Tuesday, January 26, 2016

British Merlin - safe in port

The fully loaded BP Tanker British Merlin (Isle of Man flag) finally arrived in Halifax in the wee hours of this morning. It had reported a turbo charger malfunction and was taken in tow by the big tug/supplier Maersk Cutter, during a voyage from Whiffen Head, NL to Philadelphia with crude oil. The tow was slowed by weather for several days, and even today its towed speed was barely over 4 knots.

One of twelve ships in BP's "Bird" class, it is an AFRAmax ship (nothing to do with Africa) designed for efficient delivery of cargo to most of the world's ports. At 63,661 grt, 114,761 dwt with double hull and special ice bow, it measures 251.5m overall, 43.8m breadth and 15m depth.

All twelve BP birds were built by Samsung Heavy Industries Co Ltd, Koje, South Korea and are
powered by a 7 cylinder B+W engine, built under license by Hyundai Heavy Industries, Ulsan, generating 21,509 bhp and giving a speed of 15.7 knots, when all is well.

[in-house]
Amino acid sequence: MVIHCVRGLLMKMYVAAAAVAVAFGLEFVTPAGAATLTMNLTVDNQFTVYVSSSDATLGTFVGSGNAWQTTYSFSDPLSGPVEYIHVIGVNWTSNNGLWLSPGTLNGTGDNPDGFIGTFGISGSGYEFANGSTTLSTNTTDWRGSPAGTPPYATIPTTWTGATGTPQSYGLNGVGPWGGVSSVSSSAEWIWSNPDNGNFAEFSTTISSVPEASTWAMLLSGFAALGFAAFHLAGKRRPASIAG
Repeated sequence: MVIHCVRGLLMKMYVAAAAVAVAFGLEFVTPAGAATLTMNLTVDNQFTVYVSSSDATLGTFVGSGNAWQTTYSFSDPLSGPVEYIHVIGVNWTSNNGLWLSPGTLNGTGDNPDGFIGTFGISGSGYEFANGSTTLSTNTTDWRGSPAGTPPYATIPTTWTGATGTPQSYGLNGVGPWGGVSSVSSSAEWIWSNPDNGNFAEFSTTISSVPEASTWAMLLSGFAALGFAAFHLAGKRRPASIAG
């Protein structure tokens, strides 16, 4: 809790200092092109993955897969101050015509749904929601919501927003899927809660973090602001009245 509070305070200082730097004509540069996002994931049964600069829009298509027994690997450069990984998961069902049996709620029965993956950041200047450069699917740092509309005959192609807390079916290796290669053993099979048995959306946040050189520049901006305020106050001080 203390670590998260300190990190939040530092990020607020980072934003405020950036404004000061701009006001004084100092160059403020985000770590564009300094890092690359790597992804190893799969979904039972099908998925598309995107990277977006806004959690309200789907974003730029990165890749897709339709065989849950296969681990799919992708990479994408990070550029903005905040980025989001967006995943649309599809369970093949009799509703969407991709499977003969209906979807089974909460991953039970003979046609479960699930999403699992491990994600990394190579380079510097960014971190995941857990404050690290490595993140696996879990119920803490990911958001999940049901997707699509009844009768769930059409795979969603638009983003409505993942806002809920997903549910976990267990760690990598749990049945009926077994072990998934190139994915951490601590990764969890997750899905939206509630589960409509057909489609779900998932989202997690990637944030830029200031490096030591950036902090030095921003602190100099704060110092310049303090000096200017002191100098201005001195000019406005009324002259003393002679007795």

At one time most Aframax ships were also Panamax, but the limiting breadth of 32.31m was too restrictive and most recent Aframaxes are wider. They will be able to transit the new Panama Canal however.

Irving Oil has just applied to use the sister ship British Cygnet for two trips from Whiffen Head to Canaport in February. The ship will be carrying 675,000 bbl of Hibernia crude per trip.

Most sources state that British Merlin was completed in July 2003 and was in service soon after. For some reason BP's own website states that the ship was delivered March 2, 2005.
See BP's website here and click on Our Fleet, then look for Bird class.

Harbour regulations require that a ship at anchor, without use of its main engine, must have a tug alongside at all times. Svitzer Nerthus was given the job, and it tied on the ship's port bow in this photo, but later moved to starboard midships.


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